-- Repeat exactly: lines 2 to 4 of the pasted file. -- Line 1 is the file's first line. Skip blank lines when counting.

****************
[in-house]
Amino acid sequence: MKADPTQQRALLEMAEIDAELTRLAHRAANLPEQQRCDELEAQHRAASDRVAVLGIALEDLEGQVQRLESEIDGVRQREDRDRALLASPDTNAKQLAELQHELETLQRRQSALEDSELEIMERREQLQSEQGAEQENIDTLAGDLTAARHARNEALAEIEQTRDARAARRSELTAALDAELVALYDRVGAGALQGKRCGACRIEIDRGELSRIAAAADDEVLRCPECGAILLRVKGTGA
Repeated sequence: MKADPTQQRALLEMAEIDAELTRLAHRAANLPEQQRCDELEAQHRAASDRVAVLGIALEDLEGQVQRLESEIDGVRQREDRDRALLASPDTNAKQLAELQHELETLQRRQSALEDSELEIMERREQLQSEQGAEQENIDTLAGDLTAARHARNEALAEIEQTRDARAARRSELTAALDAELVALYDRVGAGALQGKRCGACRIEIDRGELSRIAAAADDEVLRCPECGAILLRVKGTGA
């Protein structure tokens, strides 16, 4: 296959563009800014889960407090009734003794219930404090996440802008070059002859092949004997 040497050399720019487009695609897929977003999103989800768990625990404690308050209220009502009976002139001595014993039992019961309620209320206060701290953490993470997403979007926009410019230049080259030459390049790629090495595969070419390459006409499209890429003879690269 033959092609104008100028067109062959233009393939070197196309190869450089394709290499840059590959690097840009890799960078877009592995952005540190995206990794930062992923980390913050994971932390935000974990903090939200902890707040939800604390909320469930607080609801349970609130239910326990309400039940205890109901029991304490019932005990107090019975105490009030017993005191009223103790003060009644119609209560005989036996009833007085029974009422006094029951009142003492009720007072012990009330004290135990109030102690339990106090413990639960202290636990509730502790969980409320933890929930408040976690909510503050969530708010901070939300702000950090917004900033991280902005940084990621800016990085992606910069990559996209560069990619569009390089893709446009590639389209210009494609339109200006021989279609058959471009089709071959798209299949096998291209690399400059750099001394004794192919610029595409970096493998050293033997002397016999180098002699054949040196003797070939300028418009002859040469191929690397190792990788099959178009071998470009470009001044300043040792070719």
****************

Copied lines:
Amino acid sequence: MKADPTQQRALLEMAEIDAELTRLAHRAANLPEQQRCDELEAQHRAASDRVAVLGIALEDLEGQVQRLESEIDGVRQREDRDRALLASPDTNAKQLAELQHELETLQRRQSALEDSELEIMERREQLQSEQGAEQENIDTLAGDLTAARHARNEALAEIEQTRDARAARRSELTAALDAELVALYDRVGAGALQGKRCGACRIEIDRGELSRIAAAADDEVLRCPECGAILLRVKGTGA
Repeated sequence: MKADPTQQRALLEMAEIDAELTRLAHRAANLPEQQRCDELEAQHRAASDRVAVLGIALEDLEGQVQRLESEIDGVRQREDRDRALLASPDTNAKQLAELQHELETLQRRQSALEDSELEIMERREQLQSEQGAEQENIDTLAGDLTAARHARNEALAEIEQTRDARAARRSELTAALDAELVALYDRVGAGALQGKRCGACRIEIDRGELSRIAAAADDEVLRCPECGAILLRVKGTGA
């Protein structure tokens, strides 16, 4: 296959563009800014889960407090009734003794219930404090996440802008070059002859092949004997 040497050399720019487009695609897929977003999103989800768990625990404690308050209220009502009976002139001595014993039992019961309620209320206060701290953490993470997403979007926009410019230049080259030459390049790629090495595969070419390459006409499209890429003879690269 033959092609104008100028067109062959233009393939070197196309190869450089394709290499840059590959690097840009890799960078877009592995952005540190995206990794930062992923980390913050994971932390935000974990903090939200902890707040939800604390909320469930607080609801349970609130239910326990309400039940205890109901029991304490019932005990107090019975105490009030017993005191009223103790003060009644119609209560005989036996009833007085029974009422006094029951009142003492009720007072012990009330004290135990109030102690339990106090413990639960202290636990509730502790969980409320933890929930408040976690909510503050969530708010901070939300702000950090917004900033991280902005940084990621800016990085992606910069990559996209560069990619569009390089893709446009590639389209210009494609339109200006021989279609058959471009089709071959798209299949096998291209690399400059750099001394004794192919610029595409970096493998050293033997002397016999180098002699054949040196003797070939300028418009002859040469191929690397190792990788099959178009071998470009470009001044300043040792070719």